Censorship – No Anti-Apartheid Sentiment On The SABC

The SABC was a central component of the apartheid government’s propaganda machine, bombarding South African citizens with entertainment and information which either promoted the government’s ideology or at the very least did not overtly oppose it. The SABC censorship committee was therefore following a very clear mandate when it prohibited any music which in some way or another opposed the government’s apartheid system.

This mixtape documents songs which tackled a variety of issues dealing with the injustices of apartheid. Most of the songs featured are by South African musicians: The Cherry Faced Lurchers, Brenda Fassie, Jennifer Ferguson, The Genuines, the Gereformeerde Blues Band, Koos Kombuis, Louis & The Jive, Sipho Mabuse, Miriam Makeba, Hugh Masekela, Edi Niederlander, Savuka, Stimela and Condry Ziqubu. There are also a few international artists: Aswad, Harry Belafonte, Nona Hendryx, Latin Quarter, The Maze (featuring Frankie Beverly) and Joe Smooth.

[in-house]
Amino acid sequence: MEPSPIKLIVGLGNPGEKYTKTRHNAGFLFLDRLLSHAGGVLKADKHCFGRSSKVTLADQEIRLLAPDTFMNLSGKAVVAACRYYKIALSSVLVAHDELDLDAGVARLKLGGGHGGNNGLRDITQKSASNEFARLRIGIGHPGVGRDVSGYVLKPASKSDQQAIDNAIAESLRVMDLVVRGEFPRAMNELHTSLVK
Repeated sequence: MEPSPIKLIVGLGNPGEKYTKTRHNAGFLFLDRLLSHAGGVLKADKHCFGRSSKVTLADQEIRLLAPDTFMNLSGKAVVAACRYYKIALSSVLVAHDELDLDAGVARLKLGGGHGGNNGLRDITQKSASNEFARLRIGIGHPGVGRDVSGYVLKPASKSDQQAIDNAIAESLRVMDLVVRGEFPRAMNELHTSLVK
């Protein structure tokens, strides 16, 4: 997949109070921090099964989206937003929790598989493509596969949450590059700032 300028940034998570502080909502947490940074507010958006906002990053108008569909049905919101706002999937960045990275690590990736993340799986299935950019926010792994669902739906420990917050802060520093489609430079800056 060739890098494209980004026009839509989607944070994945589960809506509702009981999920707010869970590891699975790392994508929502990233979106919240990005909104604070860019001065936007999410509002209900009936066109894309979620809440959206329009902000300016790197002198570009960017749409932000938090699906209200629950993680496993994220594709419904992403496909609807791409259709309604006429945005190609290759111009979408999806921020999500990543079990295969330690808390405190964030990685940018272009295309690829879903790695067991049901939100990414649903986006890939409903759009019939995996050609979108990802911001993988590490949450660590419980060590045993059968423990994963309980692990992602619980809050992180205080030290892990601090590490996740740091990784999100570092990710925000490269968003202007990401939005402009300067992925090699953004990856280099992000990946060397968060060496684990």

These are just a few of the thousands of songs which fell foul of the SABC’s political censorship but nevertheless capture a cross section of the issues political songs dealt with: calling for political freedom in South Africa generally as well as the freedom of political prisoners in particular (for example Nelson Mandela), calling for justice, drawing attention to atrocities such as political detention and apartheid policing in support of unjust laws, and protesting against politicians (such as PW Botha).

A previous mixtape focused on political songs banned outright (for retail and import) by the Directorate of Publications and all songs featured on that mixtape were also necessarily banned from airplay on the SABC. They have been left out here to avoid repetition but that mixtape is recommended as an essential companion to this one.

  1. Jail To Jail – Brenda Fassie
  2. They Want To Be Free – Joe Smooth
  3. Confusion (Ma Afrika) – Condry Ziqubu
  4. Bring Him Back Home – Hugh Masekela
  5. Chant Of The Marching – Sipho Mabuse
  6. Where’s The Justice – Louis & The Jive
  7. Do It Right – The Genuines
  8. Sit Dit Af – Gereformeerde Blues Band
  9. Shot Down In The Streets – The Cherry Faced Lurchers
  10. No Rope As Long As Time – Latin Quarter
  11. Asimbonanga – Savuka
  12. Swart September – Koos Kombuis